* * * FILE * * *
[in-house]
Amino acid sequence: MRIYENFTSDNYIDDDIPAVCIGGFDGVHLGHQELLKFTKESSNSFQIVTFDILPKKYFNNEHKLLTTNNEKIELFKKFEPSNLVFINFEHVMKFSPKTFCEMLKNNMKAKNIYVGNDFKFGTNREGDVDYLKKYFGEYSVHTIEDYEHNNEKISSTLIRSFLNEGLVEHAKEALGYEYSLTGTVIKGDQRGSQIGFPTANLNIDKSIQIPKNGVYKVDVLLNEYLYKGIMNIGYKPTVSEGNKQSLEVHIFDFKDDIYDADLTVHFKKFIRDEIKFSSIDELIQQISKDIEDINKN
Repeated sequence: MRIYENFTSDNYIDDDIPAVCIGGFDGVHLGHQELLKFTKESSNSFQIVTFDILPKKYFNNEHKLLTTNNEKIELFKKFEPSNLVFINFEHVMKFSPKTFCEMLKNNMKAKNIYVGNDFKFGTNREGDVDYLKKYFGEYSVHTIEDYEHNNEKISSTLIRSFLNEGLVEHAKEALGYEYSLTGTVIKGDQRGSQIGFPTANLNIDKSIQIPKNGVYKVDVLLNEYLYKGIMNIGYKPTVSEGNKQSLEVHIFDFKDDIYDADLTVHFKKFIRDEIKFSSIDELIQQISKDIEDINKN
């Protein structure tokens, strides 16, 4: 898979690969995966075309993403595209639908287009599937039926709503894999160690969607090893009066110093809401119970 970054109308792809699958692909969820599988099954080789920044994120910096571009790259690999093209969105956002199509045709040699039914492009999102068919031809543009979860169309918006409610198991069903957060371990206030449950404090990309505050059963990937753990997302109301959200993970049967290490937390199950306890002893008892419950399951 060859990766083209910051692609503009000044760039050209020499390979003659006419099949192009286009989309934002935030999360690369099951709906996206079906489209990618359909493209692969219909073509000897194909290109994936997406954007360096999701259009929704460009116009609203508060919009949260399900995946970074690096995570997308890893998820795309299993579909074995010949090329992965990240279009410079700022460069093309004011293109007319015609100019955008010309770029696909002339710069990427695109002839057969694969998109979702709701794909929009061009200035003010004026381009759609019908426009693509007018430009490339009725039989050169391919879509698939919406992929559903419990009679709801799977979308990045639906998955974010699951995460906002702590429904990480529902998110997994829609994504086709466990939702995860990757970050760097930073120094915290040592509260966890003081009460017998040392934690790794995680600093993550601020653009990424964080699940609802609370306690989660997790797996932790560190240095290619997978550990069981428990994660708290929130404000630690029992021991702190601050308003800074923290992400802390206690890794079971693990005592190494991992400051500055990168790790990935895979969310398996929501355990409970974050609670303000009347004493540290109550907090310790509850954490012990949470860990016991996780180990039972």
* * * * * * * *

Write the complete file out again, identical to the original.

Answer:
[in-house]
Amino acid sequence: MRIYENFTSDNYIDDDIPAVCIGGFDGVHLGHQELLKFTKESSNSFQIVTFDILPKKYFNNEHKLLTTNNEKIELFKKFEPSNLVFINFEHVMKFSPKTFCEMLKNNMKAKNIYVGNDFKFGTNREGDVDYLKKYFGEYSVHTIEDYEHNNEKISSTLIRSFLNEGLVEHAKEALGYEYSLTGTVIKGDQRGSQIGFPTANLNIDKSIQIPKNGVYKVDVLLNEYLYKGIMNIGYKPTVSEGNKQSLEVHIFDFKDDIYDADLTVHFKKFIRDEIKFSSIDELIQQISKDIEDINKN
Repeated sequence: MRIYENFTSDNYIDDDIPAVCIGGFDGVHLGHQELLKFTKESSNSFQIVTFDILPKKYFNNEHKLLTTNNEKIELFKKFEPSNLVFINFEHVMKFSPKTFCEMLKNNMKAKNIYVGNDFKFGTNREGDVDYLKKYFGEYSVHTIEDYEHNNEKISSTLIRSFLNEGLVEHAKEALGYEYSLTGTVIKGDQRGSQIGFPTANLNIDKSIQIPKNGVYKVDVLLNEYLYKGIMNIGYKPTVSEGNKQSLEVHIFDFKDDIYDADLTVHFKKFIRDEIKFSSIDELIQQISKDIEDINKN
């Protein structure tokens, strides 16, 4: 898979690969995966075309993403595209639908287009599937039926709503894999160690969607090893009066110093809401119970 970054109308792809699958692909969820599988099954080789920044994120910096571009790259690999093209969105956002199509045709040699039914492009999102068919031809543009979860169309918006409610198991069903957060371990206030449950404090990309505050059963990937753990997302109301959200993970049967290490937390199950306890002893008892419950399951 060859990766083209910051692609503009000044760039050209020499390979003659006419099949192009286009989309934002935030999360690369099951709906996206079906489209990618359909493209692969219909073509000897194909290109994936997406954007360096999701259009929704460009116009609203508060919009949260399900995946970074690096995570997308890893998820795309299993579909074995010949090329992965990240279009410079700022460069093309004011293109007319015609100019955008010309770029696909002339710069990427695109002839057969694969998109979702709701794909929009061009200035003010004026381009759609019908426009693509007018430009490339009725039989050169391919879509698939919406992929559903419990009679709801799977979308990045639906998955974010699951995460906002702590429904990480529902998110997994829609994504086709466990939702995860990757970050760097930073120094915290040592509260966890003081009460017998040392934690790794995680600093993550601020653009990424964080699940609802609370306690989660997790797996932790560190240095290619997978550990069981428990994660708290929130404000630690029992021991702190601050308003800074923290992400802390206690890794079971693990005592190494991992400051500055990168790790990935895979969310398996929501355990409970974050609670303000009347004493540290109550907090310790509850954490012990949470860990016991996780180990039972």